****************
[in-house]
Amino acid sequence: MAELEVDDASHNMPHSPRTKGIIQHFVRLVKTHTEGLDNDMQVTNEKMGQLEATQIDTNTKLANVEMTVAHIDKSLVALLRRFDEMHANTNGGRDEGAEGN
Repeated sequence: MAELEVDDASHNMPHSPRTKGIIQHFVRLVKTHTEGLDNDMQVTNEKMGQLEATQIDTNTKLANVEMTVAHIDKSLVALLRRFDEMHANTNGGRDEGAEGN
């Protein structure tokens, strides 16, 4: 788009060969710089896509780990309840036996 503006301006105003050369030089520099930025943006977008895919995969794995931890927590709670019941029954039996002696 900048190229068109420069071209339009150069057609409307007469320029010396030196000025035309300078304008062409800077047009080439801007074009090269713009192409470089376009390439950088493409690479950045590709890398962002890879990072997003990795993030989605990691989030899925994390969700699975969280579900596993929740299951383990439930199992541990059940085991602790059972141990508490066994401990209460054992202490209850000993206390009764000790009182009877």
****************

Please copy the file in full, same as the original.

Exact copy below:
[in-house]
Amino acid sequence: MAELEVDDASHNMPHSPRTKGIIQHFVRLVKTHTEGLDNDMQVTNEKMGQLEATQIDTNTKLANVEMTVAHIDKSLVALLRRFDEMHANTNGGRDEGAEGN
Repeated sequence: MAELEVDDASHNMPHSPRTKGIIQHFVRLVKTHTEGLDNDMQVTNEKMGQLEATQIDTNTKLANVEMTVAHIDKSLVALLRRFDEMHANTNGGRDEGAEGN
């Protein structure tokens, strides 16, 4: 788009060969710089896509780990309840036996 503006301006105003050369030089520099930025943006977008895919995969794995931890927590709670019941029954039996002696 900048190229068109420069071209339009150069057609409307007469320029010396030196000025035309300078304008062409800077047009080439801007074009090269713009192409470089376009390439950088493409690479950045590709890398962002890879990072997003990795993030989605990691989030899925994390969700699975969280579900596993929740299951383990439930199992541990059940085991602790059972141990508490066994401990209460054992202490209850000993206390009764000790009182009877």